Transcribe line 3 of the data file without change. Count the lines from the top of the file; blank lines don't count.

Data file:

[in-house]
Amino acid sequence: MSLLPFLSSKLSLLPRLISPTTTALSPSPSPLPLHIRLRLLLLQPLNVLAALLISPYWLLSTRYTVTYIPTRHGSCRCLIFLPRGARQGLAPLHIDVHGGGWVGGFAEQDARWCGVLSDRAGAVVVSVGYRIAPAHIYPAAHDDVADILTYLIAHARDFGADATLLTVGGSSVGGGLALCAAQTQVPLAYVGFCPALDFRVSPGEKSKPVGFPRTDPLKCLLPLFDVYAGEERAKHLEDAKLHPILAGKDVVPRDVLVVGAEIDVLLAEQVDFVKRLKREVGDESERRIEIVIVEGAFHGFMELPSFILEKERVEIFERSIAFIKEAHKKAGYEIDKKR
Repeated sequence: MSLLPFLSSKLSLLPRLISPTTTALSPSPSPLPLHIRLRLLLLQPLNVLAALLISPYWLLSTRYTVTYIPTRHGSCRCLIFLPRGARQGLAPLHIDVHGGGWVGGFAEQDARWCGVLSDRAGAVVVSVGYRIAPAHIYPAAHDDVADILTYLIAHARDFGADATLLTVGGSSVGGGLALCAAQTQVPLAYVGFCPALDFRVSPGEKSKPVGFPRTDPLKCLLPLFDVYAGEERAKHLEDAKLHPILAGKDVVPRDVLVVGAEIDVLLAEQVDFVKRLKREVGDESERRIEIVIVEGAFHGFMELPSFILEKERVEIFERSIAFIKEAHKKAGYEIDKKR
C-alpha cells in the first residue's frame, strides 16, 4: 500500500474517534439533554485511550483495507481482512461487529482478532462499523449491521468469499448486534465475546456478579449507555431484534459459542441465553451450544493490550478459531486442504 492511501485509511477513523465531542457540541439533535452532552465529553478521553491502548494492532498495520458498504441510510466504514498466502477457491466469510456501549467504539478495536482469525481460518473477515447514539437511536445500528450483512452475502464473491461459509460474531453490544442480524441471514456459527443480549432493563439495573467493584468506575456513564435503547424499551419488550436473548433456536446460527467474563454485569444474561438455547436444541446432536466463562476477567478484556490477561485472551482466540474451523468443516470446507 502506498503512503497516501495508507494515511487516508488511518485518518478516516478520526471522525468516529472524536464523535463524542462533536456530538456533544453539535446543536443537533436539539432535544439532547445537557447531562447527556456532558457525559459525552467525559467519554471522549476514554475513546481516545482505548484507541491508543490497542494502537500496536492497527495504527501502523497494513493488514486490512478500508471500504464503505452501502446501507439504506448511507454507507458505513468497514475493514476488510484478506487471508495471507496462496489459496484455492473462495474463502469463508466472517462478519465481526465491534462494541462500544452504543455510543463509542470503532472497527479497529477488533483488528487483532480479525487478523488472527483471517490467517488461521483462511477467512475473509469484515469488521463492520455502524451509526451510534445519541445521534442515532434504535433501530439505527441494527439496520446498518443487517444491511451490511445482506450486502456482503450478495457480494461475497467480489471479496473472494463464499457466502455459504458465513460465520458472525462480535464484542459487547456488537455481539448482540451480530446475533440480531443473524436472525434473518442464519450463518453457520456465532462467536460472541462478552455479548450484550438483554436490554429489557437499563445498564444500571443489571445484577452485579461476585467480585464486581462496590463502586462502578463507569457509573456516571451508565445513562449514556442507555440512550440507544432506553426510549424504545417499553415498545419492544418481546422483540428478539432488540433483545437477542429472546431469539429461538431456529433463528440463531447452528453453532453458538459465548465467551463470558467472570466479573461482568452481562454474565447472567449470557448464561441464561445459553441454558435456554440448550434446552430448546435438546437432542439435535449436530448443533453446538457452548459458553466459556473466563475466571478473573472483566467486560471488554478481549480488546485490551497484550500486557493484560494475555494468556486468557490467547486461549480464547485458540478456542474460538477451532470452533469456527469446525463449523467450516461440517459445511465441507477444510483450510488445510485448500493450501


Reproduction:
Repeated sequence: MSLLPFLSSKLSLLPRLISPTTTALSPSPSPLPLHIRLRLLLLQPLNVLAALLISPYWLLSTRYTVTYIPTRHGSCRCLIFLPRGARQGLAPLHIDVHGGGWVGGFAEQDARWCGVLSDRAGAVVVSVGYRIAPAHIYPAAHDDVADILTYLIAHARDFGADATLLTVGGSSVGGGLALCAAQTQVPLAYVGFCPALDFRVSPGEKSKPVGFPRTDPLKCLLPLFDVYAGEERAKHLEDAKLHPILAGKDVVPRDVLVVGAEIDVLLAEQVDFVKRLKREVGDESERRIEIVIVEGAFHGFMELPSFILEKERVEIFERSIAFIKEAHKKAGYEIDKKR